/ 15 May 2012

Red versus Blue: The broken side of protest

The DA says it will take legal action against Cosatu leaders for what it calls intimidation
The DA says it will take legal action against Cosatu leaders for what it calls intimidation

Supporters of Cosatu and the DA clashed in Braamfontein on Tuesday during what was meant to be a march against the union federation’s position on a youth wage subsidy. Rocks were hurled from both sides as police were called in to break up the groups.

DA spokesperson Mmusi Maimane released a statement later in the day condemning the violence against his supporters and blamed Cosatu.

“They didn’t deserve to be attacked for supporting a policy that would create jobs and change lives.”

He added: “Cosatu’s conduct today was anti-democratic and has no place in South Africa”.

Maimane also slated Cosatu’s failure to respond to the violence and claimed perpetrators took their cue from Numsa general secretary Irvin Jim’s declaration that the march was the beginning of “open political warfare”.

Some Cosatu members waved banners reading “Enough is enough with Slavery. To Hell with Labour Brokers and Slut Zille” and “Corrupt DA won’t stop brokers”.

Outbreak of violence
Several marchers were hurt in the melee in Jorrisen Street, as well as Mail & Guardian journalist Nickolaus Bauer, who was injured by a flying rock.

“Cosatu got very agitated when (DA leader) Zille began talking and after her speech the rocks began from both sides … the brick hit me in the head and my legs gave out. I blacked out and when I came to I tried to get to my feet and saw blood on the floor – a photographer helped me to safety,” said Bauer.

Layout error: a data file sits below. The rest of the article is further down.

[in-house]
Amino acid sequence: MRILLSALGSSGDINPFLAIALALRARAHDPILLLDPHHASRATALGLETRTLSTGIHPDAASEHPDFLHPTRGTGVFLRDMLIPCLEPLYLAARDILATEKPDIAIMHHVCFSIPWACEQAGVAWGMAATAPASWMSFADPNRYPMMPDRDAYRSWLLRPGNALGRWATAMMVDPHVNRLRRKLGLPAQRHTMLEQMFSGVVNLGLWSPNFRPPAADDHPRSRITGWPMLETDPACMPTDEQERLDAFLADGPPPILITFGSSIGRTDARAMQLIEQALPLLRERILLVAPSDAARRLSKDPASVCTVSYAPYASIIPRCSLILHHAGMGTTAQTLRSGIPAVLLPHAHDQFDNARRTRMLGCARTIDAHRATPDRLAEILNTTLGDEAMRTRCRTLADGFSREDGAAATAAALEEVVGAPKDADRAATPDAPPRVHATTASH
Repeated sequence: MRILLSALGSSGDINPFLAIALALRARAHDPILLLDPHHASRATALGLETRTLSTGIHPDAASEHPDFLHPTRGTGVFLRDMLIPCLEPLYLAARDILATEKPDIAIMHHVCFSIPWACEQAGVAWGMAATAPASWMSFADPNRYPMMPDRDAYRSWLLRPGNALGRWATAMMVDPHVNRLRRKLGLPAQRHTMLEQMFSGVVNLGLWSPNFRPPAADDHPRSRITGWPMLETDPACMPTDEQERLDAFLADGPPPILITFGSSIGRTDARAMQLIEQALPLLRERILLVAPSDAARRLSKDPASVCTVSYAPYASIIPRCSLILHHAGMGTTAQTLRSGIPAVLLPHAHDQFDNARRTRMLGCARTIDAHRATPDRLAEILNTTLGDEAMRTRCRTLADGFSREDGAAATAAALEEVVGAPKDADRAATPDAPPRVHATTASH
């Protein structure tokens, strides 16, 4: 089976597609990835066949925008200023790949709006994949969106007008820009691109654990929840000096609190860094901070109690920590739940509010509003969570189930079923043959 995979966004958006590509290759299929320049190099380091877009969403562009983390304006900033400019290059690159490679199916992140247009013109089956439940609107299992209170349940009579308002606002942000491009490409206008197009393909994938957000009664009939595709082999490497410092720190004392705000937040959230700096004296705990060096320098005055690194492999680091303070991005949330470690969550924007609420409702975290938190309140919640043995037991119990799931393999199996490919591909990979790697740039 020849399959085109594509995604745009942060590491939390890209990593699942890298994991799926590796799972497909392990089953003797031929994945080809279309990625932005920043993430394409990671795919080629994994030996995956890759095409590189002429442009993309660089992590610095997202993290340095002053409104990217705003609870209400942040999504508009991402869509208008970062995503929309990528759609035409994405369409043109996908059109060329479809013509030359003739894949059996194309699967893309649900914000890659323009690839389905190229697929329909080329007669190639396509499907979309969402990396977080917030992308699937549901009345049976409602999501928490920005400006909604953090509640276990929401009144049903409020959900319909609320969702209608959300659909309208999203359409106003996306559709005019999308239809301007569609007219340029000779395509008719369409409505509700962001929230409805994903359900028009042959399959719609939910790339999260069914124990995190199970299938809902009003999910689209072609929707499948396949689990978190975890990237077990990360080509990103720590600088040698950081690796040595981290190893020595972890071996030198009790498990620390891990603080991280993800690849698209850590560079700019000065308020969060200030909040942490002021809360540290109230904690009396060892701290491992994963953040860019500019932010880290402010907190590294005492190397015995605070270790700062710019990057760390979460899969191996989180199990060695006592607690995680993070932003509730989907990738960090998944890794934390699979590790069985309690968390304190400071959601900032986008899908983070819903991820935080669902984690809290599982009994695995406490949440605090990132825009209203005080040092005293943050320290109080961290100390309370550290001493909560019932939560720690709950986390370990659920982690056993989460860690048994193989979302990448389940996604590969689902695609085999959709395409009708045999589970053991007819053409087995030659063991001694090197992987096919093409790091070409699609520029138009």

He said it was impossible to say which side was responsible for the outbreak of violence but added that both sides were provoking the other.

According to police estimates, about 2 500 DA supporters, wearing blue T-shirts, converged on Beyers Naude Square in the city centre for the march.

Cosatu affiliates vowed to oppose the DA’s march, saying it was an act of provocation against the working classes.

According to M&G reporters on the scene, rocks and debris were seen flying from both sides, with police apparently unprepared for the violence.

Riot squad police officers were eventually deployed and a police nyala moved in to separate DA and Cosatu supporters, prompting complaints from aggrieved Cosatu leaders, who claimed the police were using stun grenades and tear gas to disperse their supporters while ignoring DA marchers.

Cosatu’s supporters managed to stop the marchers before they reached their destination, but DA supporters were undaunted, and Zille addressed the crowd in Zulu, reiterating the party’s condemnation of Cosatu’s opposition to the youth wage subsidy.

Mazibuko told the crowd they were on the same side – fighting for economic freedom.

“I felt sad that South Africans, who fought for tolerance and freedom, couldn’t exercise those rights today,” she said.

Reaffirming stance
Amid the chaos Cosatu general secretary Zwelinzima Vavi addressed the crowd. He used the opportunity to reaffirm the federation’s stance on a youth wage subsidy.

He said a subsidy would use workers’ tax money to further enrich company bosses and had to be opposed.

“What will happen is when workers get old, bosses will throw them into the street,” Vavi said.

He said youth receiving the subsidy would also not receive a full wage.

“We demand equal pay for work of equal value.”

He said protests should rather be aimed at the Johannesburg Stock Exchange, where CEOs and company enjoyed the fruits of South Africa’s wealth.

Vavi jabbed at DA leader Helen Zille, saying DA supporters had learned to toyi-toyi by watching real workers on TV. – Additional reporting by Sapa